A Prayer of National Repentance, Part 1

Ezra_Kneels_in_PrayerAnd at the evening sacrifice I rose from my fasting, with my garment and my cloak torn, and fell upon my knees and spread out my hands to the LORD my God, saying: “O my God, I am ashamed and blush to lift my face to you, my God, for our iniquities have risen higher than our heads, and our guilt has mounted up to the heavens.” Ezra 9:5-6

Appalled by Sin
In 458 bc, Ezra the priest traveled from Persia to Judah in order to help the exiles (who had returned from Babylonian captivity) restore their spiritual foundation. They had been back in the Promised Land long enough to finish rebuilding the Temple; now, they needed to understand their spiritual heritage as expressed in God’s Word. As a scribe skilled in the Law of Moses” (Ezra 7:6), Ezra was well qualified to instruct them in the Law, to interpret the Law for them, and to evaluate how well they were obeying the Law.

What Ezra learned about some of these returnees, however, provoked him to utter the prayer quoted above (9:5-6). For Ezra learned that some of the people – including some leaders – had violated the Mosaic Law by marrying pagan wives (Deuteronomy 7:1-4). Upon hearing this news, Ezra tore his garments, pulled his hair, and then “sat appalled” (Ezra 9:3) – all classic signs of a man in mourning.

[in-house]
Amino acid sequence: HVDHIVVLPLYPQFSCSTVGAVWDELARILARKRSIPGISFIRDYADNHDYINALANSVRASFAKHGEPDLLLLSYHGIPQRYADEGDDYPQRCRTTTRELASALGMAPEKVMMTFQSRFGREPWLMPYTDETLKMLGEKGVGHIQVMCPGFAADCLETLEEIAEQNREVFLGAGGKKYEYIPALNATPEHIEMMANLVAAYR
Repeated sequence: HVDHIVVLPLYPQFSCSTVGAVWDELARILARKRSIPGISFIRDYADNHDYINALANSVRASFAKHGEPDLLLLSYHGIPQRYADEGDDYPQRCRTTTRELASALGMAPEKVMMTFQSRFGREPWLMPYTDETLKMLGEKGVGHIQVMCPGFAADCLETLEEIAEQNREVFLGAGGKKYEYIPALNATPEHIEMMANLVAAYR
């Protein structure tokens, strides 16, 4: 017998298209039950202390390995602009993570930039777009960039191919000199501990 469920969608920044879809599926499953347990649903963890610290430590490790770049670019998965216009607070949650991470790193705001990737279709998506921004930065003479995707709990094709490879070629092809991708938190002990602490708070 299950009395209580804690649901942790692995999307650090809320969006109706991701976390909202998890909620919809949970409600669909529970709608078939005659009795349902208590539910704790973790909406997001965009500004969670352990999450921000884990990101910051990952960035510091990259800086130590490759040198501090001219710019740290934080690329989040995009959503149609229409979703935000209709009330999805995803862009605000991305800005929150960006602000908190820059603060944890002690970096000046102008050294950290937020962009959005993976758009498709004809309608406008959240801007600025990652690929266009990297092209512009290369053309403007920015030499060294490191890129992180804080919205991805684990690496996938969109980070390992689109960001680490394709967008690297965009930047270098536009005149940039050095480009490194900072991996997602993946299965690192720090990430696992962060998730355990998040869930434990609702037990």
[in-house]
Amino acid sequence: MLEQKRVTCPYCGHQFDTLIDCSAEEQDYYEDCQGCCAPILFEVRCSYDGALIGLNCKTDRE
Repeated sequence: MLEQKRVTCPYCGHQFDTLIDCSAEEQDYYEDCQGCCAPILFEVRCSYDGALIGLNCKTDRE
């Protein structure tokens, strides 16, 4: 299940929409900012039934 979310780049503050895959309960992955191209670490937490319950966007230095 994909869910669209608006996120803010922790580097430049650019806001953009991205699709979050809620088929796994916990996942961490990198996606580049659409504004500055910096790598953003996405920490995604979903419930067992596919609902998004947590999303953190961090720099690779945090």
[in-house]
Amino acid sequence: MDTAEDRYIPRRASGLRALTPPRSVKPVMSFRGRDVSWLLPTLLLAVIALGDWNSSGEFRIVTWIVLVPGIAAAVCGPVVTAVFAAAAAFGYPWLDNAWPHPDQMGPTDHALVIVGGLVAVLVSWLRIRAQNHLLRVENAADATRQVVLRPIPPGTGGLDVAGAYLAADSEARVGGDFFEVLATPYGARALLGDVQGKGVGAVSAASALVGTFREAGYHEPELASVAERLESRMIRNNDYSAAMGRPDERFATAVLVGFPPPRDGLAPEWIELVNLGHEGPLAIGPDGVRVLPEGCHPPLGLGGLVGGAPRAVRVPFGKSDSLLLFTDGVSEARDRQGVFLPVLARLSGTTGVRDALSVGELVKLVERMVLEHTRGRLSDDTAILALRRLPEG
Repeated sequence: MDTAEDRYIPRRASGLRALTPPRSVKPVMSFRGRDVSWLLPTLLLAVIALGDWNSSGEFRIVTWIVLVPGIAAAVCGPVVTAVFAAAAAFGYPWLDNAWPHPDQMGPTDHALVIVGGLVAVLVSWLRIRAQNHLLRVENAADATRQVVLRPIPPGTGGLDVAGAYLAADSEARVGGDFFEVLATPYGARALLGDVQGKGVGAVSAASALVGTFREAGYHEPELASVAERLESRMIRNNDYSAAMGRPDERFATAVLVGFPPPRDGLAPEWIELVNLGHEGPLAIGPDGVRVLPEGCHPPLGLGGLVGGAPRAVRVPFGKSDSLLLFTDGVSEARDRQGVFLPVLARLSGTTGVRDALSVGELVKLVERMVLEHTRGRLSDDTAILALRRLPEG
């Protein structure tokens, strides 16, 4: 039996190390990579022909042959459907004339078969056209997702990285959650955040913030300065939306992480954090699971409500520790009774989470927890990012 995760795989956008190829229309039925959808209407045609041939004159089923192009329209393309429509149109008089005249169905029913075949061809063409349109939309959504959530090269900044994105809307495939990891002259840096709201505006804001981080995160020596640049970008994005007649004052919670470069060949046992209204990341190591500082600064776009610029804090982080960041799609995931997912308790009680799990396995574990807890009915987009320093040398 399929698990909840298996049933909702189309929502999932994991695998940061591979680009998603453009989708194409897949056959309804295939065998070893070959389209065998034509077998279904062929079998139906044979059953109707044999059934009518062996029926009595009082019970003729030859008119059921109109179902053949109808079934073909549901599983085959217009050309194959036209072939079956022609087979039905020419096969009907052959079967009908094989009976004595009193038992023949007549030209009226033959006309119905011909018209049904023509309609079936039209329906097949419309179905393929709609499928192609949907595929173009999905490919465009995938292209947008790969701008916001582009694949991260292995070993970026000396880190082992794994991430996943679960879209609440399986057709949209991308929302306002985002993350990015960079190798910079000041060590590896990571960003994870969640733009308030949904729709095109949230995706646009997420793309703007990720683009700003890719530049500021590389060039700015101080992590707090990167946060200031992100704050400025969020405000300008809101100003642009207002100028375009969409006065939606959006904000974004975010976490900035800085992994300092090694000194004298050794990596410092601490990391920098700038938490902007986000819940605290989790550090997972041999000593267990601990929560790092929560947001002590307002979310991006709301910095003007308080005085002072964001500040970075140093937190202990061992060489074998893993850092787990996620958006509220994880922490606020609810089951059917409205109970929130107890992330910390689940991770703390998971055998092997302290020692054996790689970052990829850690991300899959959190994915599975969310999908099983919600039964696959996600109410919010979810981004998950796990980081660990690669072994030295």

An Example of a Prayer in the Face of a Potential Danger—Genesis 32:9-12

Jacob_Wrestles_With_AngelIn previous articles in this series on prayer, we examined Jesus’ great prayer for us in John 17 which He prayed just prior to His crucifixion. We also examined four of Paul’s prayers, two given in the letter to the Ephesians, and one each given on behalf of the Colossian and Philippian believers. In the prayer that Jesus prayed for us, He prayed that we would be the messengers and the modelers of His love in the world, especially as we believers were united in love for one another. Paul’s prayers, although expressed using different words, also concerned love, especially as we grow in love, wisdom and understanding in the inner person as we pass through life’s circumstances.

José Gregorio Hernández (1864-1919)
Christians Who Changed Their World

Jos_Gregorio_Hernndez_200x300Christianity has a long history of being involved in healthcare, especially of the poor. From the days of the early church, Christians have been taking care of the sick even when physicians and others have refused to do so. Wherever Christianity has spread, hospitals have followed. Part of the reason for this is probably the fact that Jesus Himself was a healer. Even beyond that, the ethics that Jesus taught—whatever you do to the least of these you do to Me—was a powerful motivation to serve the sick and the poor. Further, as background to all this, and unlike the Hellenistic-influenced world, Christianity has always affirmed the goodness and importance of the body, and thus the need to care for it.

Although the majority of Christians serving the poor and healing the sick remain largely unknown, José Gregorio Hernández is an exception. He is a major figure in the history of his native Venezuela and is remembered even today for both his medical skills, and his generosity and service to the poor.

A Better New Year's Resolution